On 5 May 1821, as Napoleon Bonaparte lay on his death bed, it’s fair to assume his thoughts turned to his children. Exiled to the tiny Atlantic island of Saint Helena, he hadn’t seen them in more than five years.
Almost exactly 200 years later — Christie’s jewellery specialist Lukas Biehler calls it ‘serendipitous timing’ — a suite of diamonds and sapphires once owned by Napoleon’s adopted daughter Stéphanie is coming to auction.
The spectacular parure — a set of jewels designed to be worn together — consists of a necklace, a ring, a bracelet, a pair of earrings, two brooches, two pendants and a tiara. (The royal crown of Queen Maria II of Portugal was a later, spectacular addition.)
‘They’re of amazing quality,’ says Biehler. ‘The large, dazzling sapphires come from Sri Lanka. Back then, it probably took a generation to collect a set like this.’
Specialist Lukas Biehler with an early 19th-century important sapphire and diamond tiara, c. 1800. Sold for CHF 525,000 on 12 May 2021 at Christie’s in Geneva
Stéphanie de Beauharnais (1789-1860) was born to a minor aristocratic family in Versailles at the beginning of the French Revolution. Her father’s cousin, Alexandre, Vicomte de Beauharnais, had been the first husband of Joséphine Tascher de la Pagerie, who went on to marry Napoleon in 1796.
The young and beautiful Stéphanie was invited to join the newlyweds’ court. The proposition, however, was a diplomatic one.
Napoleon — who at the time lacked a legitimate heir — formally adopted Stéphanie, granting her lavish accommodation at the Tuileries Palace and the title of Imperial Highness, and arranged her marriage to Charles, Grand Duke of Baden, in order to form a political alliance with Germany.
The wedding took place in Paris in April 1806 and, according to the Victoria and Albert Museum in London, among the many treasures in Stéphanie’s dowry was a diamond-and-emerald necklace from the emperor himself.
An early 19th-century sapphire and diamond necklace, c. 1800. Octagonal step-cut sapphires, rose and old-cut diamond, gold, 40.5 cm, black fitted case. Sold for CHF 437,500 on 12 May 2021 at Christie’s in Geneva
A note accompanying the parure at auction indicates that Stéphanie acquired it from her cousin, Hortense de Beauharnais, the daughter of Joséphine and Alexandre. The pair shared a particularly close friendship after the premature death of Stéphanie’s husband in 1818 — the Napoleon Archive in Paris holds 80 of their letters.
‘We can only speculate on the precise circumstances in which ownership of the parure was transferred from Hortense to Stephanie,’ says Biehler, ‘as well as exactly when that happened.
‘The jewels could have been a gift, or Stephanie may have purchased them from Hortense, who is known to have sold other jewels to raise funds. Unfortunately the note we have tells us nothing more.’
A pair of early 19th-century sapphire and diamond earrings, c. 1800. Pear and cushion-shaped sapphires, old-cut diamonds, gold, 4.4 cm. Sold for CHF 175,000 on 12 May 2021 at Christie’s in Geneva
An early 19th-century sapphire and diamond ring. Octagonal step-cut sapphire, single and old-cut diamonds, gold, c. 1800, ring size 6½. Sold for CHF 77,500 on 12 May 2021 at Christie’s in Geneva
Hortense’s son would go on to be crowned Emperor Napoleon III in 1852 and welcome Stéphanie back to the Tuileries Palace after many years spent living in Germany. She would, indeed, have been one of the few surviving members of the family to have been able to look back on the the coronation of the first emperor in 1804.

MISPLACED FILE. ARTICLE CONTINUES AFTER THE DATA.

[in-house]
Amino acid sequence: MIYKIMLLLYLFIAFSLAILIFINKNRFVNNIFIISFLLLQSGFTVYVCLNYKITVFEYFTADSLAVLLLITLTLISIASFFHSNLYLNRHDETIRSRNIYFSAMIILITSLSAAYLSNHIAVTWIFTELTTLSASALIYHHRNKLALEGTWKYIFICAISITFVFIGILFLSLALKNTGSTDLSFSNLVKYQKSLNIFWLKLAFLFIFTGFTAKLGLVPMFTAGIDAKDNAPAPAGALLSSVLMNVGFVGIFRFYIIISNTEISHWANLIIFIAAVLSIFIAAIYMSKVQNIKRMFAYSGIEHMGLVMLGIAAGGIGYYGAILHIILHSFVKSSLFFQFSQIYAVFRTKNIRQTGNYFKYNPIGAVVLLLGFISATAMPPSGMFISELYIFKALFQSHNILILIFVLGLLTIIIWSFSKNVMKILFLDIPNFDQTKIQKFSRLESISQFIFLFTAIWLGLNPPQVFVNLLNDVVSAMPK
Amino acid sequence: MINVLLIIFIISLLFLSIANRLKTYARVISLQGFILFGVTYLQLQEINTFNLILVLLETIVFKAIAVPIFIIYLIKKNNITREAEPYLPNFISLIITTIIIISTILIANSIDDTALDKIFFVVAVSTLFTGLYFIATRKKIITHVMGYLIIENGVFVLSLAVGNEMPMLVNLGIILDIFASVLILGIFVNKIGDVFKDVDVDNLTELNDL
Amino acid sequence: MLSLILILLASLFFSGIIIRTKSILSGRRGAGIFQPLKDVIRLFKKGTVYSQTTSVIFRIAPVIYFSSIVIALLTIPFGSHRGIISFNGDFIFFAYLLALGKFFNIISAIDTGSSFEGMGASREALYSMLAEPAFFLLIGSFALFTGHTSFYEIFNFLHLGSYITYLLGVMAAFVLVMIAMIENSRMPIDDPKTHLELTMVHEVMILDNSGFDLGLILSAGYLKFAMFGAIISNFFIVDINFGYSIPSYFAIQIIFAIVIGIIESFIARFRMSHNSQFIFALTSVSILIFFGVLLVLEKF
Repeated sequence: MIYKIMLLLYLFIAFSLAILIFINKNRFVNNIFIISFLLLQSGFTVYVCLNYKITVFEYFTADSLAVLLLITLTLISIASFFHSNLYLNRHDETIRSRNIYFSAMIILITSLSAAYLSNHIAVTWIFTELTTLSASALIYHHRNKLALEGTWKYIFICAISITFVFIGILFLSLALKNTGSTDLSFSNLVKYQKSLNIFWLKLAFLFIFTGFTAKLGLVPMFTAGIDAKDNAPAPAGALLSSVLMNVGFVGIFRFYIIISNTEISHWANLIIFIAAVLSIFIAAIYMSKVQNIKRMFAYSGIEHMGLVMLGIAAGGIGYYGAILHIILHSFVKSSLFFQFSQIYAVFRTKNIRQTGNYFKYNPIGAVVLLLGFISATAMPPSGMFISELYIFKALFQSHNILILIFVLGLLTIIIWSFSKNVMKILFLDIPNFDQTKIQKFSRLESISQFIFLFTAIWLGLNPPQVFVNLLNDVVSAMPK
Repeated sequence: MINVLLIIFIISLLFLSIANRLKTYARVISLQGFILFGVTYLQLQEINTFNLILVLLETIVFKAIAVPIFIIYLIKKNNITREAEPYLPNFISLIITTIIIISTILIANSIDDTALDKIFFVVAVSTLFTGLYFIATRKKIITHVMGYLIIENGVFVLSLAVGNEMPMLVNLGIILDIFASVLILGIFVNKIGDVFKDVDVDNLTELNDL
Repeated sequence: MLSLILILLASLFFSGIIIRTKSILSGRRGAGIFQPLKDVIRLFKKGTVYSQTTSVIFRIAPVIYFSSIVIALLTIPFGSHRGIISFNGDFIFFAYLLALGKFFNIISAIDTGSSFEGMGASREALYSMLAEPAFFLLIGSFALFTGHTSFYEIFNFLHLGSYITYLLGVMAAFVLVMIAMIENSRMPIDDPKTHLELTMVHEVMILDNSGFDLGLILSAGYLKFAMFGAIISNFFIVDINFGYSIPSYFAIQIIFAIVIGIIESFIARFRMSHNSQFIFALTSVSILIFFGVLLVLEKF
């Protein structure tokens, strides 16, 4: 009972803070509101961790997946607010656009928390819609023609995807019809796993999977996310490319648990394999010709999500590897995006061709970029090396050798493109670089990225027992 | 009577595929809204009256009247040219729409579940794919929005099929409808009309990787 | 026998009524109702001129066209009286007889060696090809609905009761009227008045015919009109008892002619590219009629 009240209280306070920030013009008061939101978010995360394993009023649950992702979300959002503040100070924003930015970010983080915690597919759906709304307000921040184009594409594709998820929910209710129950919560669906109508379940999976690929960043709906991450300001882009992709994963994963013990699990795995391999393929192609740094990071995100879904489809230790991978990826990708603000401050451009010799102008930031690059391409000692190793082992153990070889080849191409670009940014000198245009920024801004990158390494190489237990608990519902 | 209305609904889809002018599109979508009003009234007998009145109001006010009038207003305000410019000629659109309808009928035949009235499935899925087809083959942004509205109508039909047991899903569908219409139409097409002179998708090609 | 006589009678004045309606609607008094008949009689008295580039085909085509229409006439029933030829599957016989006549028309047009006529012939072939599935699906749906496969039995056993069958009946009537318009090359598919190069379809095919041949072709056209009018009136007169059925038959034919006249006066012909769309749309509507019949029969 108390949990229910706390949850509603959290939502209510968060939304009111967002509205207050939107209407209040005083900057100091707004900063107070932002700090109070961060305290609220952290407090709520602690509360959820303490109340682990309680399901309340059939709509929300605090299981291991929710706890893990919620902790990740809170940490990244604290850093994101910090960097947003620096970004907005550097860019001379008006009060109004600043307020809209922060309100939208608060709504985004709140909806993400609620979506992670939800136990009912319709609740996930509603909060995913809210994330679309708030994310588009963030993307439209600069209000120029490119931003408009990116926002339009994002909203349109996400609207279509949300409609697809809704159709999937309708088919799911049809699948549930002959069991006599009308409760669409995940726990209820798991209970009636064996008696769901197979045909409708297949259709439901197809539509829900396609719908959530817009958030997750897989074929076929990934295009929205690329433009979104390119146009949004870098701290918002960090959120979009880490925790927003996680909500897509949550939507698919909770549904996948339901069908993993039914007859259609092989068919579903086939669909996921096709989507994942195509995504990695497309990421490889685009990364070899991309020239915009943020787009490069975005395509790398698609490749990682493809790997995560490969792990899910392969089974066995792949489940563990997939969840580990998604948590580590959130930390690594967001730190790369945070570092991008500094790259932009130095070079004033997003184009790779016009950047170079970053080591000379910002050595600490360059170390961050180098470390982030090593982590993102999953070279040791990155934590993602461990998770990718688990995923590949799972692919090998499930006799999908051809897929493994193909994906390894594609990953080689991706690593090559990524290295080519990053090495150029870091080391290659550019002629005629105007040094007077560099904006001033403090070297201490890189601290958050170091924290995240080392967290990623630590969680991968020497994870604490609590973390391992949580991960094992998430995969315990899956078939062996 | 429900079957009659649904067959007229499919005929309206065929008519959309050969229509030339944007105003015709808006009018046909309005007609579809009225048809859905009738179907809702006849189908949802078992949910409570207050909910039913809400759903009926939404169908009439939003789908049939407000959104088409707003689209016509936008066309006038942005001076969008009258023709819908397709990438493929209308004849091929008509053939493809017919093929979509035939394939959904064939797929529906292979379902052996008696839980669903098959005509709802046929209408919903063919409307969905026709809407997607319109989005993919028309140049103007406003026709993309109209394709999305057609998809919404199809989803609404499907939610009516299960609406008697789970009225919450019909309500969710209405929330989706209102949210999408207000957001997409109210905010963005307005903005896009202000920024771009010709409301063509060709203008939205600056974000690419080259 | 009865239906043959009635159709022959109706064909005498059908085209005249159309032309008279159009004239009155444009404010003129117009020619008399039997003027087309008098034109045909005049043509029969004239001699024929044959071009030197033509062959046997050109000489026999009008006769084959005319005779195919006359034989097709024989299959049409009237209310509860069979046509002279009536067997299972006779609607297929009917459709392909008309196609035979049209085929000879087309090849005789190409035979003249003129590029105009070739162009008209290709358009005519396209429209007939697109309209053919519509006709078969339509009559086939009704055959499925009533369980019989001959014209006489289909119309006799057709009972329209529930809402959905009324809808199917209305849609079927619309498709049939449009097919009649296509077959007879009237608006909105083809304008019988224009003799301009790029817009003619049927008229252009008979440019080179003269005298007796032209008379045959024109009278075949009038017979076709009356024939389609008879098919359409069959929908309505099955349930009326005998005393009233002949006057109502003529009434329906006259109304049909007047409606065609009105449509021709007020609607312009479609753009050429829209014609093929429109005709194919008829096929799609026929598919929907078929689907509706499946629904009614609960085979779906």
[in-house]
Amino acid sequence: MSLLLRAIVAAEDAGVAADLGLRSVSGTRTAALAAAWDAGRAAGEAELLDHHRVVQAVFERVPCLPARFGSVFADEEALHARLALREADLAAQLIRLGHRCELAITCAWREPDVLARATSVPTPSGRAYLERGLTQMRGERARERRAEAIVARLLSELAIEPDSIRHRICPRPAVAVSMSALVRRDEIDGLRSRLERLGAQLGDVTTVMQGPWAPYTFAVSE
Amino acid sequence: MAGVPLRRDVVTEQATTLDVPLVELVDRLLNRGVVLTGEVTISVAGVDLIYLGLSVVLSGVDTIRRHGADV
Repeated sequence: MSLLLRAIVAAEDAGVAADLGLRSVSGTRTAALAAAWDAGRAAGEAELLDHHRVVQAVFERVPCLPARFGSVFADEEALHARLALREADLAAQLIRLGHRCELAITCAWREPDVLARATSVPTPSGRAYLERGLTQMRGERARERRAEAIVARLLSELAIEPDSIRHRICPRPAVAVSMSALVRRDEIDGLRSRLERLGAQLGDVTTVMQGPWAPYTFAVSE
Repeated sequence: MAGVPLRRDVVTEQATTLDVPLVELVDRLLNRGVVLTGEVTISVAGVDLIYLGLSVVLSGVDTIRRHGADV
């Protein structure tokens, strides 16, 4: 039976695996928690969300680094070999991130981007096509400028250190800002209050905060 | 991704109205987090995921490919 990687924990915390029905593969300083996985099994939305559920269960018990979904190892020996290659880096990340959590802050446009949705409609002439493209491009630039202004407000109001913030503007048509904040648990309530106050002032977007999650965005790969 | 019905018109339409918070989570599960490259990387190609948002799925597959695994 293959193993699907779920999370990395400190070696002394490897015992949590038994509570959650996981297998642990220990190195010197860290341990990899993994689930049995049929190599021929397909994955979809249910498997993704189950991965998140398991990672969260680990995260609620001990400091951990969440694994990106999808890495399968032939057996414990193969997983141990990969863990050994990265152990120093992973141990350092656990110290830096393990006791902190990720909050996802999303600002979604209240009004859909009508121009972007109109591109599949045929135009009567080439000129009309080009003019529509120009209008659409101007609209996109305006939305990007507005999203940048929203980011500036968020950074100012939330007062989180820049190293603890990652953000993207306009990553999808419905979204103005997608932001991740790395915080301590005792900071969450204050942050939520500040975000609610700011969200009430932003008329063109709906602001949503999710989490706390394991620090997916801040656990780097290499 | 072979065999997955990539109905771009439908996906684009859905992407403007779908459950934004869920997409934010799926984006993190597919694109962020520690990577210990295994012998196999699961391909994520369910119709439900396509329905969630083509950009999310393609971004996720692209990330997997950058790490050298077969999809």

Stéphanie died in 1860, and her vast collection of jewels was divided between her heirs. The necklace thought to have been given to her by Napoleon is now in the Victoria and Albert Museum in London, while a diamond and pearl tiara was sold by Christie’s in 2007 and now resides in the Mannheim Palace, where she used to live.
The parure offered at auction on 12 May — which was described in her will as a ‘necklace, pendant, earrings, 7 pins and a belt’ — passed to Stéphanie’s middle daughter, Princess Josephine of Hohenzollern Sigmaringen, who had the sapphire and diamond belt remounted to create a more fashionable tiara.
An early 19th-century important sapphire and diamond tiara, c. 1800. Octagonal step-cut and oval-shaped sapphires, rose and old-cut diamonds, gold, 49.0 cm, black fitted case. Sold for CHF 525,000 on 12 May 2021 at Christie’s in Geneva
After Princess Josephine’s death, the jewels passed to her eldest son, Prince Leopold of Hohenzollern. In 1861, he married Infanta Antónia, the daughter of Queen Maria II of Portugal.
It was the union of Leopold and Antónia that saw Queen Maria’s spectacular crown join the set, bringing the total number of jewels to 10. They have remained with the descendants of their family ever since and have scarcely been seen in public.
An important 19th-century sapphire and diamond crown, 1840s. Octagonal step-cut and oval-shaped sapphires, varied old-cut diamonds, gold, 45.3 cm, brown fitted case. Sold for CHF 1,770,000 on 12 May 2021 at Christie’s in Geneva
‘It’s so rare to have a royal crown come up for auction,’ says Biehler. ‘Usually they’ve been remounted by subsequent kings or queens, or they’re locked away in royal treasuries or owned by museums.
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‘But my personal favourite is the necklace. It has the most beautiful and lively sapphires and is very wearable. Even the smaller rings and brooches are very touching. They are important symbols of European royal power, and you’re buying a little piece of history from the corridors of Napoleon’s court.
‘It’s tempting to think that the emperor himself might even have gazed upon them. If only they could talk.’